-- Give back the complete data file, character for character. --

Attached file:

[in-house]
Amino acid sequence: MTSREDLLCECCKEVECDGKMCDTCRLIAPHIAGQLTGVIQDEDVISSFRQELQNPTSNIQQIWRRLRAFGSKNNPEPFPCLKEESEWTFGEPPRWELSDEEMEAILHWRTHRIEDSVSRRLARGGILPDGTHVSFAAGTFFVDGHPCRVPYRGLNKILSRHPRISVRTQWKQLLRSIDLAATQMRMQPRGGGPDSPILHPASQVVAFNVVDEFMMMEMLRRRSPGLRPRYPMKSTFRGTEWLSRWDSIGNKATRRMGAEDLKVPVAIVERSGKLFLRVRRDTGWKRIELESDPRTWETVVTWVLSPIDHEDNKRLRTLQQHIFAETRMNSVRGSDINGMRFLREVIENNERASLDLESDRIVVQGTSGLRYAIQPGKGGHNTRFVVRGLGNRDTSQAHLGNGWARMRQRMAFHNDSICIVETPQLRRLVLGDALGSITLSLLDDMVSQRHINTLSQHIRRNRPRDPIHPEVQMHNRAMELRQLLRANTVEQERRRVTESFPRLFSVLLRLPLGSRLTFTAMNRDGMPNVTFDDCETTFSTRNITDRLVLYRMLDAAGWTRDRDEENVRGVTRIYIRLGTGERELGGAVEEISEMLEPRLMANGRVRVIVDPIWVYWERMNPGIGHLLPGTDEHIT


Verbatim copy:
[in-house]
Amino acid sequence: MTSREDLLCECCKEVECDGKMCDTCRLIAPHIAGQLTGVIQDEDVISSFRQELQNPTSNIQQIWRRLRAFGSKNNPEPFPCLKEESEWTFGEPPRWELSDEEMEAILHWRTHRIEDSVSRRLARGGILPDGTHVSFAAGTFFVDGHPCRVPYRGLNKILSRHPRISVRTQWKQLLRSIDLAATQMRMQPRGGGPDSPILHPASQVVAFNVVDEFMMMEMLRRRSPGLRPRYPMKSTFRGTEWLSRWDSIGNKATRRMGAEDLKVPVAIVERSGKLFLRVRRDTGWKRIELESDPRTWETVVTWVLSPIDHEDNKRLRTLQQHIFAETRMNSVRGSDINGMRFLREVIENNERASLDLESDRIVVQGTSGLRYAIQPGKGGHNTRFVVRGLGNRDTSQAHLGNGWARMRQRMAFHNDSICIVETPQLRRLVLGDALGSITLSLLDDMVSQRHINTLSQHIRRNRPRDPIHPEVQMHNRAMELRQLLRANTVEQERRRVTESFPRLFSVLLRLPLGSRLTFTAMNRDGMPNVTFDDCETTFSTRNITDRLVLYRMLDAAGWTRDRDEENVRGVTRIYIRLGTGERELGGAVEEISEMLEPRLMANGRVRVIVDPIWVYWERMNPGIGHLLPGTDEHIT